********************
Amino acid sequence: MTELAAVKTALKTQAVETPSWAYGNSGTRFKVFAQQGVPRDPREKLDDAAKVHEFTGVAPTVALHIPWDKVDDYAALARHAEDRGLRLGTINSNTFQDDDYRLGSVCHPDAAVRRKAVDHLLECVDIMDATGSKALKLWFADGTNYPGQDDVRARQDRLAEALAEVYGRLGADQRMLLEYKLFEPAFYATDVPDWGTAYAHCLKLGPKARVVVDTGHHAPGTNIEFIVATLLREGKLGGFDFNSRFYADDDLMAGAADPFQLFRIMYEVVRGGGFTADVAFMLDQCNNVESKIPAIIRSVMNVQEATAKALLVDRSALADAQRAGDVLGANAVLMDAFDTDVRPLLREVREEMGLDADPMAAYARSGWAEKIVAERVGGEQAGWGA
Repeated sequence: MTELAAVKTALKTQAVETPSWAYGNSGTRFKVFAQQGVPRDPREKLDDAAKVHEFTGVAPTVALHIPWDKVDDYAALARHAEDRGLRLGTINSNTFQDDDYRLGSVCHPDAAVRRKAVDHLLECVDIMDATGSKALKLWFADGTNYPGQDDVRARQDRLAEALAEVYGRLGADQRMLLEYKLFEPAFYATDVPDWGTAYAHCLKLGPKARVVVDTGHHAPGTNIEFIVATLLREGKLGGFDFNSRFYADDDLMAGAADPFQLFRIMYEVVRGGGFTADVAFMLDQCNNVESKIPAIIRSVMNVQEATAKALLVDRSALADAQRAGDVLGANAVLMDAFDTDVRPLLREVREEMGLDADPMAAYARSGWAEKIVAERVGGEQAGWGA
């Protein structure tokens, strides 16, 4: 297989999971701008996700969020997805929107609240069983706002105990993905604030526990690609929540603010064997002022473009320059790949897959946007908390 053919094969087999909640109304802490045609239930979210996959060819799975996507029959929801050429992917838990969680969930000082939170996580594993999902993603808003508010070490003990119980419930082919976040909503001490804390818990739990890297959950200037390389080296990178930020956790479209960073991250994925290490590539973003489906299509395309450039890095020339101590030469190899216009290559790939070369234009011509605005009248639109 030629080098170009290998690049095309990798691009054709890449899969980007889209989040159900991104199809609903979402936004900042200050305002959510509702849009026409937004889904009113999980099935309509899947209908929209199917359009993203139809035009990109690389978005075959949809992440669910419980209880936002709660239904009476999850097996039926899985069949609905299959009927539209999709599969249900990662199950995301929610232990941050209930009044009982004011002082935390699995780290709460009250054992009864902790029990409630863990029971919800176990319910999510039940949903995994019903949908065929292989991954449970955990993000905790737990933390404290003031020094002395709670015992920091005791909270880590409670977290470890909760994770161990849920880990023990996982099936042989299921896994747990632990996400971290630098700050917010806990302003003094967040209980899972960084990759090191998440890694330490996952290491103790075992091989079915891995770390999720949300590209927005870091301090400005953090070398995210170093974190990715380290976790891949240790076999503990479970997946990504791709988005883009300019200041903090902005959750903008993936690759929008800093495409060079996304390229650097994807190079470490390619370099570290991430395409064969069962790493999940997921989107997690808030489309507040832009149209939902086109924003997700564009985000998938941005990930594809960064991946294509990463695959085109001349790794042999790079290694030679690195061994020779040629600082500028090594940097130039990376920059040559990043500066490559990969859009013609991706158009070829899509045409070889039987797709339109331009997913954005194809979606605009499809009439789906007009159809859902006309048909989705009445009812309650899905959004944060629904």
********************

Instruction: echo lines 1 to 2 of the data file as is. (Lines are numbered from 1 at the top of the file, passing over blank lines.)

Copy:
Amino acid sequence: MTELAAVKTALKTQAVETPSWAYGNSGTRFKVFAQQGVPRDPREKLDDAAKVHEFTGVAPTVALHIPWDKVDDYAALARHAEDRGLRLGTINSNTFQDDDYRLGSVCHPDAAVRRKAVDHLLECVDIMDATGSKALKLWFADGTNYPGQDDVRARQDRLAEALAEVYGRLGADQRMLLEYKLFEPAFYATDVPDWGTAYAHCLKLGPKARVVVDTGHHAPGTNIEFIVATLLREGKLGGFDFNSRFYADDDLMAGAADPFQLFRIMYEVVRGGGFTADVAFMLDQCNNVESKIPAIIRSVMNVQEATAKALLVDRSALADAQRAGDVLGANAVLMDAFDTDVRPLLREVREEMGLDADPMAAYARSGWAEKIVAERVGGEQAGWGA
Repeated sequence: MTELAAVKTALKTQAVETPSWAYGNSGTRFKVFAQQGVPRDPREKLDDAAKVHEFTGVAPTVALHIPWDKVDDYAALARHAEDRGLRLGTINSNTFQDDDYRLGSVCHPDAAVRRKAVDHLLECVDIMDATGSKALKLWFADGTNYPGQDDVRARQDRLAEALAEVYGRLGADQRMLLEYKLFEPAFYATDVPDWGTAYAHCLKLGPKARVVVDTGHHAPGTNIEFIVATLLREGKLGGFDFNSRFYADDDLMAGAADPFQLFRIMYEVVRGGGFTADVAFMLDQCNNVESKIPAIIRSVMNVQEATAKALLVDRSALADAQRAGDVLGANAVLMDAFDTDVRPLLREVREEMGLDADPMAAYARSGWAEKIVAERVGGEQAGWGA